At his inauguration one year ago this week, Zambia’s president Hakainde Hichilema inherited a country with a heavily indebted economy and a reputation for fiscal unreliability.
He has secured, for now at least, Zambian citizens’ buy-in and patience for what he is seeking to do – with future debt-repayment austerity lurking on the horizon.
Hichilema’s predecessor Edgar Lungu consistently harassed – and some would say persecuted – Hichilema, casting him in the role of a perpetual loser who was destined never to win the presidency with five failed previous efforts.
At the same time, Lungu embarked on an ambitious but recklessly-financed programme of both prestige and infrastructural projects, relying greatly on foreign liquidity particularly from China, and on commercial borrowings by way of the issue of Eurobonds – upon which his administration defaulted.
Hichilema has seemingly managed to mitigate the leverage the Chinese had over the Zambian economy and has been strategic in both developing independence in movement and in building a range of alliances to offset dependence on one power alone.
In doing so, he has displayed regional leadership – demonstrating the merits of ‘positive neutrality’ in pursuing policies that run across global geopolitical divides for the benefit of the national interest.
Adopting a clinical style
Hichilema has ushered in a new style which is not only distinct from his predecessor but also sets him apart from other regional leaders. He took a very lean delegation to Glasgow’s COP26 climate conference which stood in marked contrast to the usual bloated Zimbabwean delegation which was ineffective in its outreach.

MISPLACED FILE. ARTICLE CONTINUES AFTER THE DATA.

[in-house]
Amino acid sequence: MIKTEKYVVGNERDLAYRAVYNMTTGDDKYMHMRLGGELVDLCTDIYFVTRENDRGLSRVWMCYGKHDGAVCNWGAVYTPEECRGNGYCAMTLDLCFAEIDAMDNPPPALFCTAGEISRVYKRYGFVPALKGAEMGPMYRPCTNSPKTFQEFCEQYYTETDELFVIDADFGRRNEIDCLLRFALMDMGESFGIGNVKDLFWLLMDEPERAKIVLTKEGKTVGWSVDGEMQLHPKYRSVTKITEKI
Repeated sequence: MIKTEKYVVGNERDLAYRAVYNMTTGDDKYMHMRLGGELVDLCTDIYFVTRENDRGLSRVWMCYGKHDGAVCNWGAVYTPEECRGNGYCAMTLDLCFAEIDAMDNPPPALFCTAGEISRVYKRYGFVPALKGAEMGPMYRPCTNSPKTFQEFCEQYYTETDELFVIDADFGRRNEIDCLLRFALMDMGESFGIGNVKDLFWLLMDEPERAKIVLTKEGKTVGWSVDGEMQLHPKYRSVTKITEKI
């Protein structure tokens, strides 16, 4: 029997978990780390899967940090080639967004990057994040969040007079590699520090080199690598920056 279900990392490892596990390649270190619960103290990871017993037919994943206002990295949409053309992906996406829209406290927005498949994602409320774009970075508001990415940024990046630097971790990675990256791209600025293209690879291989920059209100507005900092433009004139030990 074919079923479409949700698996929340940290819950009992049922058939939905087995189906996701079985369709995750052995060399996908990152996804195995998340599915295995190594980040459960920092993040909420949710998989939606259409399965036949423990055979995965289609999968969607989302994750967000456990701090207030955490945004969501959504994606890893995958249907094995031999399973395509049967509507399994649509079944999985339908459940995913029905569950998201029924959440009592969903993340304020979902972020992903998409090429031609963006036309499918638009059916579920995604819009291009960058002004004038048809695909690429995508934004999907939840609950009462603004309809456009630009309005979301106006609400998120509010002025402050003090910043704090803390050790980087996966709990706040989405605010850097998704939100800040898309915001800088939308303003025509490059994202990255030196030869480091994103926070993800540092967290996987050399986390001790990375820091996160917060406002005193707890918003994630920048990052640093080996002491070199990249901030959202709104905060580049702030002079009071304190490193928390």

Hichilema’s track record through successive elections had been one of advocating green energy and he played this record well. His assiduous work and bridge-building brought discernible respect for this ‘new man’ in Zambia.
At the Commonwealth summit in Kigali, Hichilema was again conspicuous by his serious demeanour and he followed up his courting of the Commonwealth by facilitating an honour for its Secretary-General, Baroness Scotland, who became Headwoman of the Lundwe people of Bweengwa area in Monze.
But it was the United Nations (UN) vote against the Russian invasion of Ukraine that saw Zambia break ranks with its neighbours Zimbabwe and South Africa which abstained from condemning the invasion. Zambia’s signing of the resolution alerted the US that in the heart of Africa was an unlooked-for but potentially valuable ally.
A US Office of Security Cooperation was established in Zambia at the end of April, alarming both the Zimbabwean government and South Africa’s Julius Malema, president of the Economic Freedom Fighters party.
No tangible military cooperation seems thus far to have happened but it seems to have prompted China to take steps to have Zambia ‘onside’. It could not do so militarily but, as so much debt was owed to China, it could do so economically.
Resetting the Chinese relationship